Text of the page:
Funder: National Institute of Mental Health
Project period: 08/18/2006 - 07/31/2012
Grant Type: Research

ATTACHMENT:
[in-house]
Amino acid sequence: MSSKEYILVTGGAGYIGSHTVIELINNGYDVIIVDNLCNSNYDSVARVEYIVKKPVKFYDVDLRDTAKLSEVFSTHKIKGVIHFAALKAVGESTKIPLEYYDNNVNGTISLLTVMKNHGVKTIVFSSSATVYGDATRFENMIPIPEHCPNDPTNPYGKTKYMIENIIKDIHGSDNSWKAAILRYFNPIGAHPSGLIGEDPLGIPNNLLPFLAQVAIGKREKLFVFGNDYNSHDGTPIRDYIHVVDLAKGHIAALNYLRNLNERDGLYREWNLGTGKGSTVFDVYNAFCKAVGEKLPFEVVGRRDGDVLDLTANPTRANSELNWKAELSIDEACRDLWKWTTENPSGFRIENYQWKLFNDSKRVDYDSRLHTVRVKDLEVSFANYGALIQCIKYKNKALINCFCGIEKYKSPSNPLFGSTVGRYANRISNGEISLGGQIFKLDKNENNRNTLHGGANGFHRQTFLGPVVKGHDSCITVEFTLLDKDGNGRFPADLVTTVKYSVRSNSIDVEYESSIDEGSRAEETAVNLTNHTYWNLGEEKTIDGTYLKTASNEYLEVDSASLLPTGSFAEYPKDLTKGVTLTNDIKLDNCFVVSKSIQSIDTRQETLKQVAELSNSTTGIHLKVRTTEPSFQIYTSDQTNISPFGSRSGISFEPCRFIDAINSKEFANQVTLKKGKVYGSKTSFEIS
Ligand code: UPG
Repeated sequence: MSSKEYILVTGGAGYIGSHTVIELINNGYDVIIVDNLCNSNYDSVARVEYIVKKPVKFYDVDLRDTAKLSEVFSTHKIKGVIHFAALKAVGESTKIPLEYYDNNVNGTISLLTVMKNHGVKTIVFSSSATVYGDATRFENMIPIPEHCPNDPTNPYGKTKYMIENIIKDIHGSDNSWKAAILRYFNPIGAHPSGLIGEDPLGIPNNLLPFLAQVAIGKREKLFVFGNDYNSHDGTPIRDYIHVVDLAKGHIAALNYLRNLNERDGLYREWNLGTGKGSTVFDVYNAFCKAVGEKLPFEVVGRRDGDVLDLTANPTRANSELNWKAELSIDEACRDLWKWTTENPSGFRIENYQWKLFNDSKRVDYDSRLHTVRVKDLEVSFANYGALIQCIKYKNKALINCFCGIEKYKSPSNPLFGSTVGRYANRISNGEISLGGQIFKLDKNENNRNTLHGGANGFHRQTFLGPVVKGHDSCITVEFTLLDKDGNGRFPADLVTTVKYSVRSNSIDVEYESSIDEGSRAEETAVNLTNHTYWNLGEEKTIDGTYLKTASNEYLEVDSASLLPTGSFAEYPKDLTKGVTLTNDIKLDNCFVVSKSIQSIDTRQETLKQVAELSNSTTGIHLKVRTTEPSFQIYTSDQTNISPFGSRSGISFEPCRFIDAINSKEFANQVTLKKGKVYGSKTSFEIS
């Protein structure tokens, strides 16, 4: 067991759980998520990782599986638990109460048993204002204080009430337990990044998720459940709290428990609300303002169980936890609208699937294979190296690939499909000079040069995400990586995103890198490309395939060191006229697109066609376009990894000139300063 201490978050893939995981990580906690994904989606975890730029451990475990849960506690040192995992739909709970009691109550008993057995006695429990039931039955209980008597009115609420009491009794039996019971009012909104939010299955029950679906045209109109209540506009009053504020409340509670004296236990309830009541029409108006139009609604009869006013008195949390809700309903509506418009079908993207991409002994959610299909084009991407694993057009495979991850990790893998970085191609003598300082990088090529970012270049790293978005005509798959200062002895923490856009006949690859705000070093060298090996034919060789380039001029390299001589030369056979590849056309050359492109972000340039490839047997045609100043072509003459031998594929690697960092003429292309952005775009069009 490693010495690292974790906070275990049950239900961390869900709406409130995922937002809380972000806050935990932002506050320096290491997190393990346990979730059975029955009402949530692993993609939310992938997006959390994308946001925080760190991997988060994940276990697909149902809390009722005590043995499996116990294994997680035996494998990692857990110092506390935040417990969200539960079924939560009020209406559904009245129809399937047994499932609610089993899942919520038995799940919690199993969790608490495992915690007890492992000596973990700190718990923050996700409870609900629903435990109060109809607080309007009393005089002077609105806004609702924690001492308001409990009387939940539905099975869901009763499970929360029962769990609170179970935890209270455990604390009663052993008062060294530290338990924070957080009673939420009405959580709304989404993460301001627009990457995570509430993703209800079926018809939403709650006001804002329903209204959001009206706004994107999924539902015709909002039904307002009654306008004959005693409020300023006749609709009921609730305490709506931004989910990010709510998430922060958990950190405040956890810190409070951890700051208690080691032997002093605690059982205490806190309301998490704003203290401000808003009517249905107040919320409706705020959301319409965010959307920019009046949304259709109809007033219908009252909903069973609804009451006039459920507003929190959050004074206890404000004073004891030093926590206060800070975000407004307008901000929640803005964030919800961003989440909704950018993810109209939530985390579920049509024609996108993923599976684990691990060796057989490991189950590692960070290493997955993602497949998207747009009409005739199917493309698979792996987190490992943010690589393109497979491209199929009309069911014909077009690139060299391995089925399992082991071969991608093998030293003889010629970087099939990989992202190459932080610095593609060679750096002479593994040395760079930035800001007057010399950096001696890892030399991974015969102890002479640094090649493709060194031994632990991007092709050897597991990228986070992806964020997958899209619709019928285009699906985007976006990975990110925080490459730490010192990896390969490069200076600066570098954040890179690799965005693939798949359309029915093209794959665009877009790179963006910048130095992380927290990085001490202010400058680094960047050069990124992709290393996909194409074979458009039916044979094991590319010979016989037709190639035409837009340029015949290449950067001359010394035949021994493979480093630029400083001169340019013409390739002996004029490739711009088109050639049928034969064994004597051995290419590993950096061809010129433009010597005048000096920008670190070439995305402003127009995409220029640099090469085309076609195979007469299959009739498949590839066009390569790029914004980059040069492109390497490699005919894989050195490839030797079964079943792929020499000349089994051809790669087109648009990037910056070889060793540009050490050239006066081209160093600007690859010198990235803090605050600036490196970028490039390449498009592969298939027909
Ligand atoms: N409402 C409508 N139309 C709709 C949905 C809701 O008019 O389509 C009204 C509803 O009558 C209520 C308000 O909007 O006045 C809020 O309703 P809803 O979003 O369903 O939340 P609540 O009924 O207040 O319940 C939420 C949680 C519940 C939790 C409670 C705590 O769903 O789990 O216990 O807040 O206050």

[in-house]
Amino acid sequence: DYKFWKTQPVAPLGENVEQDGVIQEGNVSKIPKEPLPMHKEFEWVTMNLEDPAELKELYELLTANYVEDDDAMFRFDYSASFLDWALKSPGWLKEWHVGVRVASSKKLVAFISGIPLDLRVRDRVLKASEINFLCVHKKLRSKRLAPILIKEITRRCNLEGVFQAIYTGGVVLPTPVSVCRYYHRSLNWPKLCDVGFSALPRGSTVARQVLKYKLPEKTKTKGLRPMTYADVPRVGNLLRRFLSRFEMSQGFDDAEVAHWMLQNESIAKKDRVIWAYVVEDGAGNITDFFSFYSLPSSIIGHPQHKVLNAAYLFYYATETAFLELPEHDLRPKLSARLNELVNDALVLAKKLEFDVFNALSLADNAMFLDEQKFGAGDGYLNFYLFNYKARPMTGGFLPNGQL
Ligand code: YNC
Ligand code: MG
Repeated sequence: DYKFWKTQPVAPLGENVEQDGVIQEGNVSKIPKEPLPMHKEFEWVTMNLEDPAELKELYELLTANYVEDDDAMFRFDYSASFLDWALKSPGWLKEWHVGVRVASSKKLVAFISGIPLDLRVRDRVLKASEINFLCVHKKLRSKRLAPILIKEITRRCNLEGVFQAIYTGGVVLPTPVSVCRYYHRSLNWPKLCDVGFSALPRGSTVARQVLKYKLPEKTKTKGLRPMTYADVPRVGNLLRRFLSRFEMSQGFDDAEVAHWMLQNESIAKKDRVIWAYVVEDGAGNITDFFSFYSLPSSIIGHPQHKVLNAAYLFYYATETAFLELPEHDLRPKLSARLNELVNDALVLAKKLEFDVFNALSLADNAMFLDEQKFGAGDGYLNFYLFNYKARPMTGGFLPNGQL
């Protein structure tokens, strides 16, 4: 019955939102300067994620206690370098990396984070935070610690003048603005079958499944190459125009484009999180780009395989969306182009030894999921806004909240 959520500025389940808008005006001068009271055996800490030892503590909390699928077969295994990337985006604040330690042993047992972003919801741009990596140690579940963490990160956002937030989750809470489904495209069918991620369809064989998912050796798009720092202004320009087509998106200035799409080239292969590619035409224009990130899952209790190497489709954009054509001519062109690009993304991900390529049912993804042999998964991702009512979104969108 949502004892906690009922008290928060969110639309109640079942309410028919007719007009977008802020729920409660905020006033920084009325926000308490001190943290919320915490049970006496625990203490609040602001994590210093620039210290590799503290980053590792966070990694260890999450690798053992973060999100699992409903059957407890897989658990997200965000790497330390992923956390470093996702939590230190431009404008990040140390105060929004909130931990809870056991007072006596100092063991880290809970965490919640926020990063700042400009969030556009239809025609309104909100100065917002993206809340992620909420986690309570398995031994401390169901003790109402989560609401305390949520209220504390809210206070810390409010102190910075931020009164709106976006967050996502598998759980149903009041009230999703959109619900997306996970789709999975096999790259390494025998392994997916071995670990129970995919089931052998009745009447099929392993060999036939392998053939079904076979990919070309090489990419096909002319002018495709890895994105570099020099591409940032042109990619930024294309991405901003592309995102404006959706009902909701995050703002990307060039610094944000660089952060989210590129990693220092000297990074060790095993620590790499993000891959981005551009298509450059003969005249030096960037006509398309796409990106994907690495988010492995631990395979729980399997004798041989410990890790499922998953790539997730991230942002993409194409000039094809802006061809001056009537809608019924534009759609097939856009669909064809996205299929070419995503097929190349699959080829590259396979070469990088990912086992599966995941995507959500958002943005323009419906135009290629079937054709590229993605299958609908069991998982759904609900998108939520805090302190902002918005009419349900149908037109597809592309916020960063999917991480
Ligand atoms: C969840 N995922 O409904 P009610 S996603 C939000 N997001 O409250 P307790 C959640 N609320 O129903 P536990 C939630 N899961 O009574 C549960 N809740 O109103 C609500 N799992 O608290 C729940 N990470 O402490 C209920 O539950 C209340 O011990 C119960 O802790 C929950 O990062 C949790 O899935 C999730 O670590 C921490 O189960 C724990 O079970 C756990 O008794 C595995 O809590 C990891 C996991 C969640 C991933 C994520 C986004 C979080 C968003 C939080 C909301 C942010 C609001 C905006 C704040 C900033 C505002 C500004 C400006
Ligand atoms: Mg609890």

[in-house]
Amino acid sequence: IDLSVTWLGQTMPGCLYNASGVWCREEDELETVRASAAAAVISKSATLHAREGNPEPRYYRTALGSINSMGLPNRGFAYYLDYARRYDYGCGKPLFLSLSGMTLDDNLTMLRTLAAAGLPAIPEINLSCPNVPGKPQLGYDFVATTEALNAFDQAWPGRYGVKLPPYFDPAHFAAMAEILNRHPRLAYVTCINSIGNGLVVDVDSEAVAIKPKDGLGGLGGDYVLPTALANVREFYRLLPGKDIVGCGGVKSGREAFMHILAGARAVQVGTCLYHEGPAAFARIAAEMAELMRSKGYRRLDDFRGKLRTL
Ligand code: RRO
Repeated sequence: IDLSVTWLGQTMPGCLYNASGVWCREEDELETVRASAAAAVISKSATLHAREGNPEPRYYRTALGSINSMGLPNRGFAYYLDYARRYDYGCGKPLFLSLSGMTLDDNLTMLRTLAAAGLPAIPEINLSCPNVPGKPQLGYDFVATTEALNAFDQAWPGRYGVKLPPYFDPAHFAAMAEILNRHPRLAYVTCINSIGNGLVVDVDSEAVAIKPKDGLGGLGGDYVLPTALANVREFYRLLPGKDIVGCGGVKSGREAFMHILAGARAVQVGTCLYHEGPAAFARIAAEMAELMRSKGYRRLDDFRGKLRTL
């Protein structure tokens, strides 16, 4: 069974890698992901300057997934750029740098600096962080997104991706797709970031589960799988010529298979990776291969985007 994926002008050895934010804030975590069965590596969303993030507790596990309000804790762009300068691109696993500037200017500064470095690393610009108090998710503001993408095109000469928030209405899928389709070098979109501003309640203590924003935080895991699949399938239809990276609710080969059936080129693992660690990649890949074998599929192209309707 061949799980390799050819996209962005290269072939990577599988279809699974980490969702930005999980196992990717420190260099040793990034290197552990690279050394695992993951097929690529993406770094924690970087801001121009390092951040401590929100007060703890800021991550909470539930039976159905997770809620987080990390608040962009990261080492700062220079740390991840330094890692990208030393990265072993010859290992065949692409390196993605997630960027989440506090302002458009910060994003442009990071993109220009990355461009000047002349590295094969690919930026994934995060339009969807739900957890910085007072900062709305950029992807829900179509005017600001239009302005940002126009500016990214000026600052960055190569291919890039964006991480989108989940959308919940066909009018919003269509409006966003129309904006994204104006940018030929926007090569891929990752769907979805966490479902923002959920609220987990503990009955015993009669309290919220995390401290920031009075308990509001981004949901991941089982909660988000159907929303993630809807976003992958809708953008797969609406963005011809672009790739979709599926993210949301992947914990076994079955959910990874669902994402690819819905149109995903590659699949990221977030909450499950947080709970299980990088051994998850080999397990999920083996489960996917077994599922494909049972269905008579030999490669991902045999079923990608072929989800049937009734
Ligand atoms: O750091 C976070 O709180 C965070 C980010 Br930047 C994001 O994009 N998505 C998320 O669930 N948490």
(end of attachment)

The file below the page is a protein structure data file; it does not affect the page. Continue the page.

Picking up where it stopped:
The long-term objective of this study is to reduce risk for HIV and other sexually transmitted diseases (STDs) during and after pregnancy among adolescents and young women (aged 14-19) receiving prenatal care in 14 Community Health Centers (CHCs) serving predominantly Black and Latina communities in the New York City Metropolitan area. We will evaluate an innovative model of group prenatal care that integrates HIV prevention (CenteringPregnancy Plus, CP+) and has already yielded favorable biological and behavioral outcomes in a large NIMH-sponsored randomized controlled efficacy trial. Specific aims are to: (1) Translate an efficacious HIV prevention intervention to 14 CHCs; (2) Test the effectiveness of this intervention by (a) examining behavioral and biological outcomes via prospective measurement throughout the prenatal period and up to one year postpartum (N=1400), and (b) identifying potential mechanisms of the effects of group prenatal care, using Bronfenbrenner's Ecological Systems Theory as a guiding framework; and (3) Conduct a rigorous process evaluation to identify factors that influence the uptake, fidelity, and sustainability of this intervention. Using a clustered randomized controlled design, CHCs will be randomly assigned to group care or individual standard of care. We hypothesize that CP+ will be effectively translated to CHCs, and that it will result in significant reductions in HIV-related risk behaviors, significantly lower rates of STDs and repeat pregnancies, as well as improvements in perinatal outcomes. While extensive resources have been devoted to efficacy trials, fewer resources have been devoted to identify the effectiveness of programs implemented in "real world" settings, such as CHCs, where one in ten women - including many at highest risk for HIV/STDs -- receive prenatal care. The proposed research is responsive to the PA-01-123, seeking to support multi-site collaborative intervention trials. This represents an important advance in interdisciplinary HIV prevention research for adolescent women: integrating a theoretically-driven and empirically-validated program for HIV/STD prevention into prenatal care is a promising way to provide sustainable care and disease prevention in a culturally-tailored setting. These underserved patients and the clinicians who care for them represent the ideal beneficiaries of translating clinical research into clinical practice for the reduction of risk and transmission of HIV and other STDs, as well as the elimination of health disparities.